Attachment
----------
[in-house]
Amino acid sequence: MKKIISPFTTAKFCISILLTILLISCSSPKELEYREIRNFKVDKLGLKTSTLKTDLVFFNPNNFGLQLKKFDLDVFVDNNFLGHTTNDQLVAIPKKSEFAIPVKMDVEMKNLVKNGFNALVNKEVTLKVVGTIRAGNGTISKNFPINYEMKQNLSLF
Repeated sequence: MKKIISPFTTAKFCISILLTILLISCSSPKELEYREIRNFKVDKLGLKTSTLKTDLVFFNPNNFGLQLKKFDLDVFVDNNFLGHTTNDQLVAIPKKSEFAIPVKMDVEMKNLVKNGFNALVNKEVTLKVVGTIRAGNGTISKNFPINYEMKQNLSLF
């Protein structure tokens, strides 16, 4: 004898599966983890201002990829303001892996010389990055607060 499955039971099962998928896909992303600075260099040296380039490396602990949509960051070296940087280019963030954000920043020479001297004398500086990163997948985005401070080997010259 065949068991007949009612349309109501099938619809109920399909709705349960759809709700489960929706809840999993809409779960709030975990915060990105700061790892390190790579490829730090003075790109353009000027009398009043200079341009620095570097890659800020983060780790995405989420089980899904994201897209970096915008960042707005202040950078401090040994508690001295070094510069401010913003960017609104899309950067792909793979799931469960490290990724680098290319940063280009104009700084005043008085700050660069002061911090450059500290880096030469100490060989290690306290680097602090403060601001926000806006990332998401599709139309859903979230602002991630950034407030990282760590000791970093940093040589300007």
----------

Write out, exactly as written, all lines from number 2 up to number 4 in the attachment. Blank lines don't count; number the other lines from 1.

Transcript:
Amino acid sequence: MKKIISPFTTAKFCISILLTILLISCSSPKELEYREIRNFKVDKLGLKTSTLKTDLVFFNPNNFGLQLKKFDLDVFVDNNFLGHTTNDQLVAIPKKSEFAIPVKMDVEMKNLVKNGFNALVNKEVTLKVVGTIRAGNGTISKNFPINYEMKQNLSLF
Repeated sequence: MKKIISPFTTAKFCISILLTILLISCSSPKELEYREIRNFKVDKLGLKTSTLKTDLVFFNPNNFGLQLKKFDLDVFVDNNFLGHTTNDQLVAIPKKSEFAIPVKMDVEMKNLVKNGFNALVNKEVTLKVVGTIRAGNGTISKNFPINYEMKQNLSLF
């Protein structure tokens, strides 16, 4: 004898599966983890201002990829303001892996010389990055607060 499955039971099962998928896909992303600075260099040296380039490396602990949509960051070296940087280019963030954000920043020479001297004398500086990163997948985005401070080997010259 065949068991007949009612349309109501099938619809109920399909709705349960759809709700489960929706809840999993809409779960709030975990915060990105700061790892390190790579490829730090003075790109353009000027009398009043200079341009620095570097890659800020983060780790995405989420089980899904994201897209970096915008960042707005202040950078401090040994508690001295070094510069401010913003960017609104899309950067792909793979799931469960490290990724680098290319940063280009104009700084005043008085700050660069002061911090450059500290880096030469100490060989290690306290680097602090403060601001926000806006990332998401599709139309859903979230602002991630950034407030990282760590000791970093940093040589300007």